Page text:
The group is currently negotiating a deal to set up a joint venture between Clyde Materials Handling and a large engineering company in Australia, which would be its first base in the country. “The demand is such that we have to do it. We could possibly have another spinout from that,” he says.

McColl’s remark when he took Clyde Blowers private five years ago, that he would build a business worth £300m, met with scepticism in some quarters. But by sticking to its expertise in industry sectors with global markets and by careful stewardship of the subsidiaries by hand-picked CEOs, McColl has delivered on his promise, quietly building value away from the glare of public markets.

He runs the business like a small specialist private equity fund, consolidating accounts centrally and helping spot acquisitions. Asked to put a current figure on the group he replies: “A reasonable guess at the gross value of the whole portfolio would be around £500m … It depends what someone is prepared to pay for it.”

McColl and his team use their expertise in growing a global company to accelerate the growth of smaller parts of the business. “If we took on a company which is only focused on the UK we could very quickly integrate it into our global network. That’s the value we bring,” he says.

He identifies China as one of the group’s top growth prospects, although there is also another exciting opening on the horizon. “Russia is possibly the next big market breakthrough for us,” he says.

McColl does not disclose turnover details, but sales currently split into one-third from the US, one-third from China and the Far East, and the remaining third from Europe and the Middle East. He travels constantly and acknowledges that there is no strategic reason to maintain a global headquarters in East Kilbride. But he adds: “We have people sitting here because of my emotional attachment to this area.”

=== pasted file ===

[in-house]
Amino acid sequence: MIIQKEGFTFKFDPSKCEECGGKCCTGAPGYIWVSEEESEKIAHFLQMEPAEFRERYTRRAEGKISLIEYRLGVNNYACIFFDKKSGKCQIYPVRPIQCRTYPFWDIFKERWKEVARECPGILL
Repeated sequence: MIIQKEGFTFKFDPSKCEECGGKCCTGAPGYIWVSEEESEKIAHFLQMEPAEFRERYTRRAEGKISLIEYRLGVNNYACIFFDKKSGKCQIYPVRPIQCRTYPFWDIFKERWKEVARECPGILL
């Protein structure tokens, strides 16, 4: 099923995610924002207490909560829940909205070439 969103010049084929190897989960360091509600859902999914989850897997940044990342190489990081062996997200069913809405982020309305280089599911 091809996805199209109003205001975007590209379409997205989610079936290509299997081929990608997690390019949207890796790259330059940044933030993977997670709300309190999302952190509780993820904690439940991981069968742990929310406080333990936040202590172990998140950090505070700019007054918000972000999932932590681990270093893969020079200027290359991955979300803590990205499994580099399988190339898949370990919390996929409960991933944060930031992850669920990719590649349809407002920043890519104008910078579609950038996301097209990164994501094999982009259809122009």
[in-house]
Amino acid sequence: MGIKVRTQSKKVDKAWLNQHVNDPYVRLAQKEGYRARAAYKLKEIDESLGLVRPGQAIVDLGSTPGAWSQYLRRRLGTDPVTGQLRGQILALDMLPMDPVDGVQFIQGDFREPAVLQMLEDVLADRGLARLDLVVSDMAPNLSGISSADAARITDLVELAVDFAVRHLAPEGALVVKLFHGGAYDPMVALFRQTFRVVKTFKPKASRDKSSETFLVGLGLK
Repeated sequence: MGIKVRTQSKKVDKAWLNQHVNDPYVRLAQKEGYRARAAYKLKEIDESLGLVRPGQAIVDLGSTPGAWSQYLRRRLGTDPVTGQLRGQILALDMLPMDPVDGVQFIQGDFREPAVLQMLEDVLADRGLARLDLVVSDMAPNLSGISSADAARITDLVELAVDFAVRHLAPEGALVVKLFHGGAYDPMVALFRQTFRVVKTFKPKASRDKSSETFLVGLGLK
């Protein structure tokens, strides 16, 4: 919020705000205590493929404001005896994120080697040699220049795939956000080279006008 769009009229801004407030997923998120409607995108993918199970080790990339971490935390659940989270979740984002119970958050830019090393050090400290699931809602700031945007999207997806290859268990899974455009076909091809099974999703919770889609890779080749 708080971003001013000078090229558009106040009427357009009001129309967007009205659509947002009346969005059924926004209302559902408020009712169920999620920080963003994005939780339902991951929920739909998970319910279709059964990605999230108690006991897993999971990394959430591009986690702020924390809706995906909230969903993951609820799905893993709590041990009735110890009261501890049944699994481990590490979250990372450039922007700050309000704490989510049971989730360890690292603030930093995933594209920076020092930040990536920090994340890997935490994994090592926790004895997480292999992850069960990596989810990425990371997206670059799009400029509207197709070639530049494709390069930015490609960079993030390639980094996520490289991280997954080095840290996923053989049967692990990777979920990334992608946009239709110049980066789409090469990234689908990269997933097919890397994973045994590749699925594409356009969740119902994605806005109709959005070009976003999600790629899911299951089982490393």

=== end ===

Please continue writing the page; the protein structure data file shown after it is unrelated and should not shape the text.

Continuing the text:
He has no desire to lead a listed company again, although he says some subsidiaries might float under their own CEOs’ leadership. “No question there will come a time when we need other outside cash in and I wouldn’t rule out going back to the market with one or two (businesses). We could even go back to the market with just the power group. It would be a very big company,” he says.

Having strong cashflow to invest in R&D has been critical to Clyde Blowers’s success in growing new revenue streams. “No-one would have backed CleanCut from an outside VC [venture capital firm]. But we believed in it and we backed it with our own money,” he says.

McColl is infectiously enthusiastic about his work and is probably the only man who can make cement transportation breakthroughs sound as thrilling as breaking the DNA code. As he strolls to his Ferrari (a blue one, naturally, to match his company colours), he seems a man in harmony with this place. He is minutes from his childhood home, yet leagues from where he started.

11 April 2004